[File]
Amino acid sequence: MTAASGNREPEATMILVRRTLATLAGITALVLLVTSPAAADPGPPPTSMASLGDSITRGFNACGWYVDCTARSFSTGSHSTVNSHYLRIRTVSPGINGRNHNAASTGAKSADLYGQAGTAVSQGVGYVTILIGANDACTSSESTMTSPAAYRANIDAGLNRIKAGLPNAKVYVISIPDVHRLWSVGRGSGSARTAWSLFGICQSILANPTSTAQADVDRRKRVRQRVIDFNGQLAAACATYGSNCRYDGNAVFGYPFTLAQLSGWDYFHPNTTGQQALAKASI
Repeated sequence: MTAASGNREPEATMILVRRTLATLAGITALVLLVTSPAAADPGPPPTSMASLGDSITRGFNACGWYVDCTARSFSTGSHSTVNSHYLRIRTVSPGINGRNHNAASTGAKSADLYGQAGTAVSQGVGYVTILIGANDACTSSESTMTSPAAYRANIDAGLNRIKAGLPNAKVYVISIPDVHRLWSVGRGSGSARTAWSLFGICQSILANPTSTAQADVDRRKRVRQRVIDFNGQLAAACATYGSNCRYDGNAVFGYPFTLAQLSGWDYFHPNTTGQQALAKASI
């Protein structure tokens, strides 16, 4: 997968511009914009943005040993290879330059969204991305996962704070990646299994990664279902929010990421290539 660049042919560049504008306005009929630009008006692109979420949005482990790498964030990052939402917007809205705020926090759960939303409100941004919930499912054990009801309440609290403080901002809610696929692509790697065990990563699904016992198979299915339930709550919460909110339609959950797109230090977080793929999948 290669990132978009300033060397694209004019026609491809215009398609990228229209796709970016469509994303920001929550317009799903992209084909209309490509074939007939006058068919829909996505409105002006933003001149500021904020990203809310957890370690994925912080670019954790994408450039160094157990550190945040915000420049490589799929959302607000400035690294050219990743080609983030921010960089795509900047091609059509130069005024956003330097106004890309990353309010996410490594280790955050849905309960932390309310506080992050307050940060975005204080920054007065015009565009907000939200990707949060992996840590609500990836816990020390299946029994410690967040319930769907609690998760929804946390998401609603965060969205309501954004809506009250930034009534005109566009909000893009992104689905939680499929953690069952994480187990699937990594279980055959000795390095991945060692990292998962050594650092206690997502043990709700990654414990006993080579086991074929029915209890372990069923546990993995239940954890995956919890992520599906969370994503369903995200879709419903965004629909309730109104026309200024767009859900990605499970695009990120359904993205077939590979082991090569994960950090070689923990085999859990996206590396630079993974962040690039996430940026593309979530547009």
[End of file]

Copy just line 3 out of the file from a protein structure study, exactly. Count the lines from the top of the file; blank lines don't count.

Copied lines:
């Protein structure tokens, strides 16, 4: 997968511009914009943005040993290879330059969204991305996962704070990646299994990664279902929010990421290539 660049042919560049504008306005009929630009008006692109979420949005482990790498964030990052939402917007809205705020926090759960939303409100941004919930499912054990009801309440609290403080901002809610696929692509790697065990990563699904016992198979299915339930709550919460909110339609959950797109230090977080793929999948 290669990132978009300033060397694209004019026609491809215009398609990228229209796709970016469509994303920001929550317009799903992209084909209309490509074939007939006058068919829909996505409105002006933003001149500021904020990203809310957890370690994925912080670019954790994408450039160094157990550190945040915000420049490589799929959302607000400035690294050219990743080609983030921010960089795509900047091609059509130069005024956003330097106004890309990353309010996410490594280790955050849905309960932390309310506080992050307050940060975005204080920054007065015009565009907000939200990707949060992996840590609500990836816990020390299946029994410690967040319930769907609690998760929804946390998401609603965060969205309501954004809506009250930034009534005109566009909000893009992104689905939680499929953690069952994480187990699937990594279980055959000795390095991945060692990292998962050594650092206690997502043990709700990654414990006993080579086991074929029915209890372990069923546990993995239940954890995956919890992520599906969370994503369903995200879709419903965004629909309730109104026309200024767009859900990605499970695009990120359904993205077939590979082991090569994960950090070689923990085999859990996206590396630079993974962040690039996430940026593309979530547009």